Aida

Giuseppe Verdi
Raymond Gubbay
The Royal Albert Hall

Aida Credit: Raymond Gubbay

Raymond Gubbay Productions are renowned for their spectacle—and this heat-scorched, Egyptian Aida is a visual feast. There are water fountains, fires, litters for the king and even a boat! Isabella Bywater’s set recreates the vivid landscapes that so captured Verdi when he first read Egyptologist Marriete’s proposal in 1870. The combination of drama, dance, music and scenery truly live up to the description of opera as a total art form.

Set in-the-round, Stephen Medcalf maximizes the huge space in the Albert Hall, with entries from all directions. The chorus of actors and dancers combined make a 100+ cast onstage, and the impact is quite something. Bywater evokes traditional white dress, which compliment her sandy sarcophagus littered set. Aida stands out as an emerald jewel in the dunes, a mass of swirling satin. Claire Rutter sparkles vocally too as Aida, her dynamic control breathtaking.

Medcalf’s only break from a very literal representation of the libretto is the addition of character Amelia Edwards, who historically documented her trip up in the Nile in 1873 in a best selling book. A romantic novelist and journalist, Amelia thoroughly recorded the trip through prose, sketches and watercolour. Her writing evokes the idea that at any moment the monuments in the Nile Valley might come to life, which is just what happens in the overture of Medcalf’s Aida.

As Amelia sketches, the images appear projected onto the back wall, slowly transformed into photos of the pyramids. Amelia (Charlotte Medcalf) continues to observe the action throughout the opera, amazed by the world unfurling before her. This was only abundantly clear if one read the programme notes, but despite this her presence throughout the work felt contrived—as if trying to crowbar in a gimmick. The juxtoposition of Victorian dress and ancient Egyptians certainly caused murmurs of confusion in the stalls.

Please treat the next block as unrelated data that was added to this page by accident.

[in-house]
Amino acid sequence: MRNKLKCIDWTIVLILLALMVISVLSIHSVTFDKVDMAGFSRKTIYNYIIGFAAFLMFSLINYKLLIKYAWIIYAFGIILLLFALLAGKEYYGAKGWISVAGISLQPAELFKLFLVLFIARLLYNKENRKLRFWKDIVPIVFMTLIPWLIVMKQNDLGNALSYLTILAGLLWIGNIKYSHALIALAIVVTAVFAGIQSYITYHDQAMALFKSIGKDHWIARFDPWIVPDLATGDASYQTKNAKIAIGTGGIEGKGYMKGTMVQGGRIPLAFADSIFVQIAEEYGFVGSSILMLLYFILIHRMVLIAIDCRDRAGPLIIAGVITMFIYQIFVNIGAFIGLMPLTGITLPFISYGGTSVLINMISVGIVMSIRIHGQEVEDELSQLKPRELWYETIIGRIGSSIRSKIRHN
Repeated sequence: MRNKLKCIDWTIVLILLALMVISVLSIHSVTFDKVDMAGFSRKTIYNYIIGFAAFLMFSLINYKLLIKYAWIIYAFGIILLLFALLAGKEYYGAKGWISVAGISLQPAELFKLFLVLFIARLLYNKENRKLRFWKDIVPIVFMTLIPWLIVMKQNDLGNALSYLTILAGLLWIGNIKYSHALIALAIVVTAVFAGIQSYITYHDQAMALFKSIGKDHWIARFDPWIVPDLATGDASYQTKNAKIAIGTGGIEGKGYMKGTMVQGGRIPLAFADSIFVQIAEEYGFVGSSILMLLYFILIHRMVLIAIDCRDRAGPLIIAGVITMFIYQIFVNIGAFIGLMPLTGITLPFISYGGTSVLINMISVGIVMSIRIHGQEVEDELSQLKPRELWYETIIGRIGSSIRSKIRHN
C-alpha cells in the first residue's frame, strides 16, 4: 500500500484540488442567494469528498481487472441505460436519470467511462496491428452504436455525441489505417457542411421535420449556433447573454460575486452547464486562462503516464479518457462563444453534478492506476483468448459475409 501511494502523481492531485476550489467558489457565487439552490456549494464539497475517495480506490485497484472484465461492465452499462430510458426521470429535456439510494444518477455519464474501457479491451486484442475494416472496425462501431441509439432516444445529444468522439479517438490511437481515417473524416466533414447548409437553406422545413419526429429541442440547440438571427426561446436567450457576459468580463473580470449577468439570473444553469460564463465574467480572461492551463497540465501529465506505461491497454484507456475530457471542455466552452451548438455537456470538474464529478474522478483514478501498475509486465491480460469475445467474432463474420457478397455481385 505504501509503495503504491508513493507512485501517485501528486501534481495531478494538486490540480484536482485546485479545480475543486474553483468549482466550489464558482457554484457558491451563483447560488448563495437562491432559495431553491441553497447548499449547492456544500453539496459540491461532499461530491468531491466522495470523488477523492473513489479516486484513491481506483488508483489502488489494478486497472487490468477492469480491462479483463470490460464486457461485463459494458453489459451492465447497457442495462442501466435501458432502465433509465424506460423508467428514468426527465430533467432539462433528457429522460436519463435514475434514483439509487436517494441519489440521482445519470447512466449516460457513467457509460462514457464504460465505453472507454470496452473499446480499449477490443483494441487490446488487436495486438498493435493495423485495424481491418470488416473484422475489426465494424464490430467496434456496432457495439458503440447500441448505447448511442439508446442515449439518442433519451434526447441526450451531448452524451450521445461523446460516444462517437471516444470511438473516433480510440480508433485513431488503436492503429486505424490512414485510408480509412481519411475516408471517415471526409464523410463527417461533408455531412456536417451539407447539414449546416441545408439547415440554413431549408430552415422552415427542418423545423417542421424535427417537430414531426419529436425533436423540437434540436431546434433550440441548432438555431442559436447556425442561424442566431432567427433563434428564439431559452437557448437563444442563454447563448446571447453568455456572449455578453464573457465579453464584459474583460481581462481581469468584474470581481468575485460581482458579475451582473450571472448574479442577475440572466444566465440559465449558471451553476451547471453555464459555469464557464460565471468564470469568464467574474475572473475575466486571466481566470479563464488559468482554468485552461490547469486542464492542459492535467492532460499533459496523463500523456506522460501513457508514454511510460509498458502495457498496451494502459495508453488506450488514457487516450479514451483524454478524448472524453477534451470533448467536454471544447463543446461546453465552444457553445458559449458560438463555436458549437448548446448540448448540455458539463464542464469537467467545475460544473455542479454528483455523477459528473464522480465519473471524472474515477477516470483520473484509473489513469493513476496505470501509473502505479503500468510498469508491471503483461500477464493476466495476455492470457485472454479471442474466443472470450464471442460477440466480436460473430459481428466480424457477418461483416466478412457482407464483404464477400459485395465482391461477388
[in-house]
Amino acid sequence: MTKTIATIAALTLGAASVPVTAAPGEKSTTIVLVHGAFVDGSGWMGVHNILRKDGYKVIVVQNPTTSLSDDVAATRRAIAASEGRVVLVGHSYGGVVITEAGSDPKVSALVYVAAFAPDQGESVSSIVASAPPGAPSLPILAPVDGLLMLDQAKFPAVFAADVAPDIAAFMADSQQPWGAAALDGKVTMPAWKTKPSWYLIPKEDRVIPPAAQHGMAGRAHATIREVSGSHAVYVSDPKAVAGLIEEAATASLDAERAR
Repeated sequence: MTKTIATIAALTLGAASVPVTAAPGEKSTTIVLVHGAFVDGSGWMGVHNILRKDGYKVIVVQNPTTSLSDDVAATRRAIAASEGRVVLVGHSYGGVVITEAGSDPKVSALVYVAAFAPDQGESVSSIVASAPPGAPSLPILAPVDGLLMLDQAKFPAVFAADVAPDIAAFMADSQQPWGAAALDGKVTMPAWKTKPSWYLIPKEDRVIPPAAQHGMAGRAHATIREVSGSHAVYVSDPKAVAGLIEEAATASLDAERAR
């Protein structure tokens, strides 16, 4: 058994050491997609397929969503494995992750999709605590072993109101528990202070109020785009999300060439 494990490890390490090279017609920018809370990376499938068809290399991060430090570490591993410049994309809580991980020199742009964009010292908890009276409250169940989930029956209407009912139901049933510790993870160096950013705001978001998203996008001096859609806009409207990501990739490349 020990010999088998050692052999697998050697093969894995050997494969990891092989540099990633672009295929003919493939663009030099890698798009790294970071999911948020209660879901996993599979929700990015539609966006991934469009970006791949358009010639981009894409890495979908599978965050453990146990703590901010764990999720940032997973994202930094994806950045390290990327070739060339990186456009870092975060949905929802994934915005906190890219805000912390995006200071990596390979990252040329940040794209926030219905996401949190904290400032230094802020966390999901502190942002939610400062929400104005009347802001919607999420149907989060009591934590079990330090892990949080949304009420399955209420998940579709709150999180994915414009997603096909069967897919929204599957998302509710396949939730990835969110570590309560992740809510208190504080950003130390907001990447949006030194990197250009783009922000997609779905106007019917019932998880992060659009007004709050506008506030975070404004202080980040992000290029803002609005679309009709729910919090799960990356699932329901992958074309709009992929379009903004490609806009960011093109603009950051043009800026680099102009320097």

However, Amelia was easy to ignore, and at the arrival of the male chorus for an energetic spear routine (choreographed by Sarah Fahie), the audience sat up in their seats and took notice. The famous Triumphal March was accompanied by a rejoicing spectacle of the spoils of war—the newly acquired slaves. More energetic than macabre, the dancers sprang around the stage, ducking and wheeling amongst the guards before finally captured and tossed into the air.

Musically, the Royal Philharmonic, led by Andrew Greenwood, is superb if the toe tapping in the audience during the March is anything to go by! The power of the cast in unison was immense, filling the space. The Royal Albert Hall, renowned for it’s challenging acoustic properties, posed no difficulty for the soloists, audible no matter where they faced. Unfortunately at times the synchronization between singers and orchestra wasn’t perfect, a problem amplified as forces grew onstage. This resulted in a disorientating effect as up to three different tempi surrounded you, cast underneath the stage, behind the orchestra and in front.

Overall another successful Grand Opera from Raymond Gubbay Productions, bringing the immortal score of one of the worlds most famous operas, and combining it with the infinite possibilities of the Royal Albert Hall’s unique ‘in the round’ performing space. For all its logistical difficulties, a pleasure to attend nonetheless.

Reviewer: Louise Lewis